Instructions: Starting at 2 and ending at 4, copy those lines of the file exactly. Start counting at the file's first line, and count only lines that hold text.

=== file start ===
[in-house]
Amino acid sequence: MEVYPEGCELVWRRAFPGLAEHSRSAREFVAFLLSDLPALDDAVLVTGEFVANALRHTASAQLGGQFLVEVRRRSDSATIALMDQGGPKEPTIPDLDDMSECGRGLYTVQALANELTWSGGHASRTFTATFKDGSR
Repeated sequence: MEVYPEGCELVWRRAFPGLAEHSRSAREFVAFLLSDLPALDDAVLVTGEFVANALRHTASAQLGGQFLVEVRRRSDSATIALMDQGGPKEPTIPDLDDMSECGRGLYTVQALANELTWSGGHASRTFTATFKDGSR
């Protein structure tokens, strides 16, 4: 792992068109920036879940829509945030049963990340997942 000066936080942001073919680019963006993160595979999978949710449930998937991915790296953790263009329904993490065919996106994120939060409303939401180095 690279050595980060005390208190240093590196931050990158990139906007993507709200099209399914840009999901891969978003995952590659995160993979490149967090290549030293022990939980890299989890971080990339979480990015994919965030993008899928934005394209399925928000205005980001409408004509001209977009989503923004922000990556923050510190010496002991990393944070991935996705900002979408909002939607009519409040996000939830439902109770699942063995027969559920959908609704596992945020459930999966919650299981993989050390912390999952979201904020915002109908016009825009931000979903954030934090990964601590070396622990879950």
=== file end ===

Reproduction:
Amino acid sequence: MEVYPEGCELVWRRAFPGLAEHSRSAREFVAFLLSDLPALDDAVLVTGEFVANALRHTASAQLGGQFLVEVRRRSDSATIALMDQGGPKEPTIPDLDDMSECGRGLYTVQALANELTWSGGHASRTFTATFKDGSR
Repeated sequence: MEVYPEGCELVWRRAFPGLAEHSRSAREFVAFLLSDLPALDDAVLVTGEFVANALRHTASAQLGGQFLVEVRRRSDSATIALMDQGGPKEPTIPDLDDMSECGRGLYTVQALANELTWSGGHASRTFTATFKDGSR
């Protein structure tokens, strides 16, 4: 792992068109920036879940829509945030049963990340997942 000066936080942001073919680019963006993160595979999978949710449930998937991915790296953790263009329904993490065919996106994120939060409303939401180095 690279050595980060005390208190240093590196931050990158990139906007993507709200099209399914840009999901891969978003995952590659995160993979490149967090290549030293022990939980890299989890971080990339979480990015994919965030993008899928934005394209399925928000205005980001409408004509001209977009989503923004922000990556923050510190010496002991990393944070991935996705900002979408909002939607009519409040996000939830439902109770699942063995027969559920959908609704596992945020459930999966919650299981993989050390912390999952979201904020915002109908016009825009931000979903954030934090990964601590070396622990879950």